OIG Wants Input on Changes to Anti-kickback Statute and CMP

The U.S. Department of Health and Human Services Office of the Inspector General is looking for ways to encourage and incentivize coordinated care, without violating the Anti-kickback Statute and Civil Monetary Penalties Law. The CMP imposes penalties against those who offer or transfer remuneration to a Medicare or state healthcare program beneficiary to influence the beneficiary’s selection of a provider or supplier.

To that end, the government watchdog agency has issued a request for information that would help identify ways in which it might change or add new safe harbors to the antikickback statute, in order to foster arrangements designed to promote care coordination and advance the delivery of value-based care, while at the same time protecting against fraud and abuse.

There have been numerous efforts to create innovative models of care designed to improve coordination and outcomes through incentivized value-based arrangements. Those efforts have resulted in a push to make changes to existing patient self-referral laws, without losing the teeth needed to prevent fraud and abuse.

In its request, the OIG notes that it is “mindful of the impact of delivery system and payment reform on federal healthcare programs and the changing relationships between providers, suppliers and other entities in delivering higher quality, better coordinated care; enhancing value; and improving the overall health of patients.”

OIG said in its request that it is particularly interested in topics that include, but are not limited to:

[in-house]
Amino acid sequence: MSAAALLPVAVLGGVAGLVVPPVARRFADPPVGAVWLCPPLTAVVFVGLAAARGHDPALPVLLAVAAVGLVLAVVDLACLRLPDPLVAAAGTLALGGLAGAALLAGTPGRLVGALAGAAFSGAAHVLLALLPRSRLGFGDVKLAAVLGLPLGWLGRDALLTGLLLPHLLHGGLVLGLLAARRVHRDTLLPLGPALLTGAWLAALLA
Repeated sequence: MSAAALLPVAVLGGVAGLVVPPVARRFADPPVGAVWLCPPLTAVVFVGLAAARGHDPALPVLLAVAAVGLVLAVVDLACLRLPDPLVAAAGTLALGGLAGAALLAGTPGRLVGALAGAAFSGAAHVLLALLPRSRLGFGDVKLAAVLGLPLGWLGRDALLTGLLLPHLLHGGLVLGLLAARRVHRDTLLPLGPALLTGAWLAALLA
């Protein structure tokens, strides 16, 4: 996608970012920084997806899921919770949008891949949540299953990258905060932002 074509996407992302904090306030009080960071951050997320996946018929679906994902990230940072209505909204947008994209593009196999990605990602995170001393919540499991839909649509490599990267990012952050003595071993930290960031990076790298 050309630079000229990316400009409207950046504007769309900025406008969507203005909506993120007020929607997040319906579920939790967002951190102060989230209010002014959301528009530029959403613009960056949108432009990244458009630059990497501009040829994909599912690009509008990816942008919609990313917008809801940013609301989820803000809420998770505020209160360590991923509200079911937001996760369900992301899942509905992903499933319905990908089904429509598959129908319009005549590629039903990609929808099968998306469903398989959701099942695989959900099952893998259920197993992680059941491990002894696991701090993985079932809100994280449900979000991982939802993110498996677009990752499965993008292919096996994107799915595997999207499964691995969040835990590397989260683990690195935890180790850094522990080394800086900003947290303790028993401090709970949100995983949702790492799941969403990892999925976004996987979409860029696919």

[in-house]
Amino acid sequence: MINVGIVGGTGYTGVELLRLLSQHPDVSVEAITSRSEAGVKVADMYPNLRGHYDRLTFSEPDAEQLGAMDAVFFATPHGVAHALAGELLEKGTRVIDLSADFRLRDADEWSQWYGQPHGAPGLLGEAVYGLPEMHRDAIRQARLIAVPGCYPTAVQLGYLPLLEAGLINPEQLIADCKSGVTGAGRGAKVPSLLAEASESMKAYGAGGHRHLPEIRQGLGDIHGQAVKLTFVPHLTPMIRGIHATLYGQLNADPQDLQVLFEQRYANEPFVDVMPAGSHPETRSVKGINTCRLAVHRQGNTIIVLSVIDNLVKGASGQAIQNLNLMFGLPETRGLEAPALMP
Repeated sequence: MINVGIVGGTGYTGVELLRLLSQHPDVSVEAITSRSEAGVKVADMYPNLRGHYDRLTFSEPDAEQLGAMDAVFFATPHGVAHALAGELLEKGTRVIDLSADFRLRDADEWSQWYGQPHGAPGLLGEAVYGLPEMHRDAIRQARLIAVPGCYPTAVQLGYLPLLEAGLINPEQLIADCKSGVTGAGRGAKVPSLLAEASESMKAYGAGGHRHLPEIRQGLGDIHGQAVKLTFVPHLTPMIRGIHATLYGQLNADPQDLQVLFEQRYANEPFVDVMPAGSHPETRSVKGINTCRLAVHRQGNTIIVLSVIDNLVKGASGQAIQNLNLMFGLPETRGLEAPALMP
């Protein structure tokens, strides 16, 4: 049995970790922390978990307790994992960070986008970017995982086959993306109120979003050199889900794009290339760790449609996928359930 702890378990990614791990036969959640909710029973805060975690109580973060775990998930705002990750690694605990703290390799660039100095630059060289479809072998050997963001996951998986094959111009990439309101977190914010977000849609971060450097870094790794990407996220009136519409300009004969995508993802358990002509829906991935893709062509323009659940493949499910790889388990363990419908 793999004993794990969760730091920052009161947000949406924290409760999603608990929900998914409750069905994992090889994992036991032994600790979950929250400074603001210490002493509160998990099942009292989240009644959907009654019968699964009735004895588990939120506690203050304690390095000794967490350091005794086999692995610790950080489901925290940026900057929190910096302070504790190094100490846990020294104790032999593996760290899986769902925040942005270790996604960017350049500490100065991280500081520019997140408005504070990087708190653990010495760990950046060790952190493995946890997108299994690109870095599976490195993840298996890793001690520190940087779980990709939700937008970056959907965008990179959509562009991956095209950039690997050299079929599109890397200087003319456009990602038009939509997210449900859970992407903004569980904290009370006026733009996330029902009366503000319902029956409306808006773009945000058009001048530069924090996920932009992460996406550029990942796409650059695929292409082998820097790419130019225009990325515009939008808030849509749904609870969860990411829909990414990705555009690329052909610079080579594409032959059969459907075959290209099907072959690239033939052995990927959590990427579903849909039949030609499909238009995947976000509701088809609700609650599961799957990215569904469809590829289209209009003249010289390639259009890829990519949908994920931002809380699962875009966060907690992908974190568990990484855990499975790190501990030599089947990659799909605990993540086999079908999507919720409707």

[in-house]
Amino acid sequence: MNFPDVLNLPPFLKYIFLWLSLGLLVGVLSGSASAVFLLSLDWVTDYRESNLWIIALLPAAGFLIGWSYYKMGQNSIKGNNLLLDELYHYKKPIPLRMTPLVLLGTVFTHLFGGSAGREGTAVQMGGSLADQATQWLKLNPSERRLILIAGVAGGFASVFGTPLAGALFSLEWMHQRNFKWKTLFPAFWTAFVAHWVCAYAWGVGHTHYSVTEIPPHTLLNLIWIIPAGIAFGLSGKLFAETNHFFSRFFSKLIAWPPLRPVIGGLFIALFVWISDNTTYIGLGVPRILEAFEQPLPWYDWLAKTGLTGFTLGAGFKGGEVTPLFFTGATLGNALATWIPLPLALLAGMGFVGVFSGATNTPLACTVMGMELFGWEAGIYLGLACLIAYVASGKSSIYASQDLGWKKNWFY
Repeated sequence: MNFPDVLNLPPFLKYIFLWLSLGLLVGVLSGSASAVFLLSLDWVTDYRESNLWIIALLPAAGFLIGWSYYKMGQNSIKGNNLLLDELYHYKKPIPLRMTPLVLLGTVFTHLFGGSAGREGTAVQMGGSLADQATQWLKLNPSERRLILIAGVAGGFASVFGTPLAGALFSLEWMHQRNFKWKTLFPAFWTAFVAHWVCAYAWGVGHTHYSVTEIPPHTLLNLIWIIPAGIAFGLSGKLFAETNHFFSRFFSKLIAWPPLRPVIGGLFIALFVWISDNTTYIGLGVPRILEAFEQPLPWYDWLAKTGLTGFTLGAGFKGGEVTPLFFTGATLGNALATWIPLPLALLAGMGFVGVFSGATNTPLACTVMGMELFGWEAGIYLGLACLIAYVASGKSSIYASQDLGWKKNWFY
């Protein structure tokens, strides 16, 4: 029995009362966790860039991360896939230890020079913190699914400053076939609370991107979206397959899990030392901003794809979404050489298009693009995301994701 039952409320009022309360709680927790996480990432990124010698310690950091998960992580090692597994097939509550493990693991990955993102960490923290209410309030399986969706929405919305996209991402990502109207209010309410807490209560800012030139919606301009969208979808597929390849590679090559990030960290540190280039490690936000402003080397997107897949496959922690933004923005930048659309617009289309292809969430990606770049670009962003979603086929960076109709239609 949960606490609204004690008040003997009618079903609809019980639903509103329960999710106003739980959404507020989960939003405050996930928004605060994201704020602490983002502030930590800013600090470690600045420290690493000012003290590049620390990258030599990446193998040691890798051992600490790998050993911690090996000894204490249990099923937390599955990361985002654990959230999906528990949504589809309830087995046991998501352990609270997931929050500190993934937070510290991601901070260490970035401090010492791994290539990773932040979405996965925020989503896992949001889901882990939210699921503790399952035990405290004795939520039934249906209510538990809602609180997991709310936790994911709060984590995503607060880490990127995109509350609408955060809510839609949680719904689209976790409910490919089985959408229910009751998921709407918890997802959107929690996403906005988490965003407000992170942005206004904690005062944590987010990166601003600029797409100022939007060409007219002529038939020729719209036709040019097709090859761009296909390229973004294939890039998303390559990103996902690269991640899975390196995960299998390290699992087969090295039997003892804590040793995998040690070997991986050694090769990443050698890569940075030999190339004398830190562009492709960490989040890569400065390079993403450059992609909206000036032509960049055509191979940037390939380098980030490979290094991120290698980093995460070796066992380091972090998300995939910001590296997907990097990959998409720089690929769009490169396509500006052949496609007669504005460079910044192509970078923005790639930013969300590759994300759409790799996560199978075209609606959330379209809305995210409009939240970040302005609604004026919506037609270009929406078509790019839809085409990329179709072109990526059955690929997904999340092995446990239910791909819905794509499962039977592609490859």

• The structure of arrangements between parties that participate in alternative payment models or other novel financial arrangements designed to promote care coordination and value;
  • The need for new or revised safe harbors and exceptions to the definition of ‘‘remuneration’’ under the beneficiary inducements CMP to promote beneficial care coordination, patient engagement and value-based arrangements;
  • Terminology related to alternative payment models, value-based arrangements and care coordination.

The RFI asks for a broad range of information from stakeholders such as:

  • Potential arrangements that the industry is interested in pursuing, such as care coordination, value-based arrangements, alternative payment models, arrangements involving innovative technology, and other novel financial arrangements that may implicate the anti-kickback statute or beneficiary inducements CMP.
  • The types of incentives providers, suppliers, and others are interested in providing to beneficiaries, how providing such incentives would contribute to or improve quality of care, care coordination, and patient engagement, including adherence to care plans, and whether the types of providers, suppliers, or other entities that furnish the incentives matter from an effectiveness and program integrity perspective.
  • How relieving or eliminating beneficiary cost-sharing obligations might improve care delivery, enhance value-based arrangements, and promote quality of care.

Other related topics of interest include: healthcare fraud and abuse waivers, cybersecurity-related items and services, the ACO beneficiary incentive program, and telehealth.

The deadline to respond is Oct. 26.

The OIG request closely follows a solicitation for comments by the Centers for Medicare & Medicaid on potential changes to the Stark Law. CMS issued an RFI relating to the physician self-referral law in June and that comment period ended Aug. 24.

The Health Law Offices of Anthony C. Vitale represents healthcare professionals in state and federal court who are charged with fraudulent billing, kickbacks, Medicare and Medicaid fraud and false claims, among others. If you have any questions contact us at 305-358-4500 or email us at info@vitalehealthlaw.com.

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